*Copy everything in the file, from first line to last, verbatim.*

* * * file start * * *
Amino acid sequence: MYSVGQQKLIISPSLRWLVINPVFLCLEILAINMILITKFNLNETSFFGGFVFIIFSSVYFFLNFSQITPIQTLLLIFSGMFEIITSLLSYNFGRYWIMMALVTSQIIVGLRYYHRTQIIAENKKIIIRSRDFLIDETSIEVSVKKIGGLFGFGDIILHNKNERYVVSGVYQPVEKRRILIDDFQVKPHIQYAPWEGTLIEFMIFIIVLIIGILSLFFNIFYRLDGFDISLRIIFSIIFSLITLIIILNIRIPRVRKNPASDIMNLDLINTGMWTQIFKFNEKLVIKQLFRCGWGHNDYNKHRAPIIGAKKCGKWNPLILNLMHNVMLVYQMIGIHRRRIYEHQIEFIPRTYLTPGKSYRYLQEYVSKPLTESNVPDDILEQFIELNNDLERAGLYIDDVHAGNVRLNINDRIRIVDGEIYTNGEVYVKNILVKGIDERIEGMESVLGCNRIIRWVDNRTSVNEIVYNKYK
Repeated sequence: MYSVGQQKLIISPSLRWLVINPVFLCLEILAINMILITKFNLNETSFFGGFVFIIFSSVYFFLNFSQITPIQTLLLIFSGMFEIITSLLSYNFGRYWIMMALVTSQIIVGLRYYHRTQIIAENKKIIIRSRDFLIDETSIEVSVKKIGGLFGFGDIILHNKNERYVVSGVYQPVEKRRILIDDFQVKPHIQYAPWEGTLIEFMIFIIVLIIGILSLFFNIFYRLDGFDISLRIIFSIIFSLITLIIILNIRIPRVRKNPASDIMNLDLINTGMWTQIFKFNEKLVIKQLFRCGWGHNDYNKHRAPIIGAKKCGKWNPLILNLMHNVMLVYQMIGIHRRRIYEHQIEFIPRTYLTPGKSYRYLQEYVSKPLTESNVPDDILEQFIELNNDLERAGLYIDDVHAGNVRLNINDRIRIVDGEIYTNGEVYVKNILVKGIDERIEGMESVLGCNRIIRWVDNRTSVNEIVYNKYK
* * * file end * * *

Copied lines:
Amino acid sequence: MYSVGQQKLIISPSLRWLVINPVFLCLEILAINMILITKFNLNETSFFGGFVFIIFSSVYFFLNFSQITPIQTLLLIFSGMFEIITSLLSYNFGRYWIMMALVTSQIIVGLRYYHRTQIIAENKKIIIRSRDFLIDETSIEVSVKKIGGLFGFGDIILHNKNERYVVSGVYQPVEKRRILIDDFQVKPHIQYAPWEGTLIEFMIFIIVLIIGILSLFFNIFYRLDGFDISLRIIFSIIFSLITLIIILNIRIPRVRKNPASDIMNLDLINTGMWTQIFKFNEKLVIKQLFRCGWGHNDYNKHRAPIIGAKKCGKWNPLILNLMHNVMLVYQMIGIHRRRIYEHQIEFIPRTYLTPGKSYRYLQEYVSKPLTESNVPDDILEQFIELNNDLERAGLYIDDVHAGNVRLNINDRIRIVDGEIYTNGEVYVKNILVKGIDERIEGMESVLGCNRIIRWVDNRTSVNEIVYNKYK
Repeated sequence: MYSVGQQKLIISPSLRWLVINPVFLCLEILAINMILITKFNLNETSFFGGFVFIIFSSVYFFLNFSQITPIQTLLLIFSGMFEIITSLLSYNFGRYWIMMALVTSQIIVGLRYYHRTQIIAENKKIIIRSRDFLIDETSIEVSVKKIGGLFGFGDIILHNKNERYVVSGVYQPVEKRRILIDDFQVKPHIQYAPWEGTLIEFMIFIIVLIIGILSLFFNIFYRLDGFDISLRIIFSIIFSLITLIIILNIRIPRVRKNPASDIMNLDLINTGMWTQIFKFNEKLVIKQLFRCGWGHNDYNKHRAPIIGAKKCGKWNPLILNLMHNVMLVYQMIGIHRRRIYEHQIEFIPRTYLTPGKSYRYLQEYVSKPLTESNVPDDILEQFIELNNDLERAGLYIDDVHAGNVRLNINDRIRIVDGEIYTNGEVYVKNILVKGIDERIEGMESVLGCNRIIRWVDNRTSVNEIVYNKYK